Vaccines are a modern medical breakthrough and have helped save countless lives across the world. While this is widely acknowledged, a vocal minority has crusaded against all vaccines – including the inoculations for COVID-19 that are now undergoing clinical trials.
Recently, we have heard promising results from this research -- effective rates that are above 90% for two of the vaccines under development. Still, as the coronavirus pandemic drags on, international debate has raged over how vaccines are approved, what determines whether they are safe and effective, and who should be the first to receive them.
We all yearn for an end to the suffering and loss caused by this pandemic and to be able to engage with one another face to face. But public health authorities say that will only be possible when the vast majority of Americans are inoculated against the virus.
The New York State Bar Association’s governing body, the House of Delegates, after much deliberation and debate, approved a resolution that calls for the state to consider mandating vaccination of its residents, based on guidelines established by public health experts. We only want the state to take this extraordinary step if a robust public education campaign fails to encourage high enough voluntary participation. A vaccine mandate could apply to every New York resident or a specific group such as health care workers or students.
Among NYSBA’s core missions is to use the considerable expertise of its members to advise decision makers and elected officials about the legal ramifications and impacts of significant policy proposals. On the matter of vaccines, the association weighed in based on the belief that the primary function of government is to protect its citizens and keep them safe, and, as such, must consider all possible avenues to achieve that goal.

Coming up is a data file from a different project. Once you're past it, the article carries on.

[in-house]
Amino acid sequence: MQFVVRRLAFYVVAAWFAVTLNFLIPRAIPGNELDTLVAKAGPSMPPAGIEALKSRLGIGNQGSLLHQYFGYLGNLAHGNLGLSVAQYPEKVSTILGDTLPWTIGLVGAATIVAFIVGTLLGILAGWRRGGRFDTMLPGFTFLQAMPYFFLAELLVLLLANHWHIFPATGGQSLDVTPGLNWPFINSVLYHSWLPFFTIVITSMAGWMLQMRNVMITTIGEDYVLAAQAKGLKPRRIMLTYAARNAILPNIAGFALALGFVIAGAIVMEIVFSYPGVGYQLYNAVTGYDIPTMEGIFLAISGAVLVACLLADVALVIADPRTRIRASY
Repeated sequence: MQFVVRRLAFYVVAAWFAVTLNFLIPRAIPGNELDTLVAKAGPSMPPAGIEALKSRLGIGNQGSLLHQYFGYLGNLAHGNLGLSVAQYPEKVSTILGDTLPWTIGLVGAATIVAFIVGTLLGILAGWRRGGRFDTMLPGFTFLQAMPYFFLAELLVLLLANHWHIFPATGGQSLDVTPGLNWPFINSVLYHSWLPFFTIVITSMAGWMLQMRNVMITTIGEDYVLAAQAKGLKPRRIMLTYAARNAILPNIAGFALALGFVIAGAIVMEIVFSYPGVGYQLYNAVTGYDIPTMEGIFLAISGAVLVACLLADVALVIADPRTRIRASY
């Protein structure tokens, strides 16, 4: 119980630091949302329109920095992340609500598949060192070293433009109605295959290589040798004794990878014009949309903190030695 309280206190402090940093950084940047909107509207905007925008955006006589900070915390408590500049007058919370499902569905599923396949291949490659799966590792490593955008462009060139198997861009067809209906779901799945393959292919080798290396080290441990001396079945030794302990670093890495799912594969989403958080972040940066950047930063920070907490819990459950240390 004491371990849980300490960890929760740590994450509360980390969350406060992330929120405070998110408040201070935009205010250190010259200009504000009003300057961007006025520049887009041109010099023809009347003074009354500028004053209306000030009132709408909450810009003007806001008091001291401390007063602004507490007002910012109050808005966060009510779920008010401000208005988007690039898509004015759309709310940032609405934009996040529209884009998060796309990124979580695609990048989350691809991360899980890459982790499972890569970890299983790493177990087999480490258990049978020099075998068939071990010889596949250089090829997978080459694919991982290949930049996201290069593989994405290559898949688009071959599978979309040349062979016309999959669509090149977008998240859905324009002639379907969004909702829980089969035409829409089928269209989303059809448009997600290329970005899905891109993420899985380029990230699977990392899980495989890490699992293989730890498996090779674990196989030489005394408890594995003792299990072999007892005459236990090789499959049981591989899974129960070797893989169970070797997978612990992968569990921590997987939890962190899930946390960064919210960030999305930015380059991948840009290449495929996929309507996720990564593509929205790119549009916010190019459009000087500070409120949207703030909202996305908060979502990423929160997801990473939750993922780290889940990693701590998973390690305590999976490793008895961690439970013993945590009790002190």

The intention of the recommendations, which were made to the association’s governing body by its Health Law Section, have been misunderstood at best, and at worst, willfully misconstrued by anti-vaccination activists.
To be clear: NYSBA is not recommending an across-the-board mandate as the first step in vaccination distribution. But it does acknowledge that under the eyes of the law the state is within its right to enact such a mandate if experts and officials deem it necessary.
If one or more vaccines are determined to be both safe and effective by public health authorities, and if a vigorous public education campaign stressing the importance of voluntary vaccination is unsuccessful, it is then incumbent on state officials to take the necessary steps to protect as many New Yorkers as possible.
And it should do so in a manner that ensures access for underserved and vulnerable populations – particularly members of communities of color that have been disproportionately harmed by the pandemic.
This is not a novel concept. All 50 states have instituted vaccine mandates for elementary and college students for many years. In New York, all children enrolled in both lower and higher education must be vaccinated for a variety of illnesses, including polio, mumps, rubella, chickenpox and more.
Similar to COVID-19, these diseases are both highly communicable and infectious and potentially deadly.
New York last year strengthened its commitment to vaccines as an important tool to protect public health when Governor Andrew Cuomo signed into law a bill ending vaccine exemptions based on religious beliefs. This was in response to the worst measles outbreak the nation had seen in decades, which was significant, but also pales in comparison to the COVID crisis.
NYSBA’s recommendations seek to strike a balance between government’s responsibility to protect the majority of New Yorkers while safeguarding personal freedoms clearly dictated in the Constitution.
As my colleague Mary Beth Morrisey, chair of the Health Law Section’s COVID-19 Task Force, noted: “In balancing the protection of the public’s health and civil liberties, the Public Health Law recognizes that a person’s health can and does affect others.” The exercise of freedom ends when a person’s conduct threatens to visit harm upon others.
It is our responsibility as legal experts to offer guidance to policy makers, which is one that we do not take lightly. That was our goal in drafting and releasing these recommendations. It is our responsibility as a society to collectively protect the least and most vulnerable among us. Our ability to do so defines us as a nation.
Scott M. Karson is president of the New York State Bar Association.
The views expressed by commentators are solely those of the authors. They do not necessarily reflect the views of this station or its management.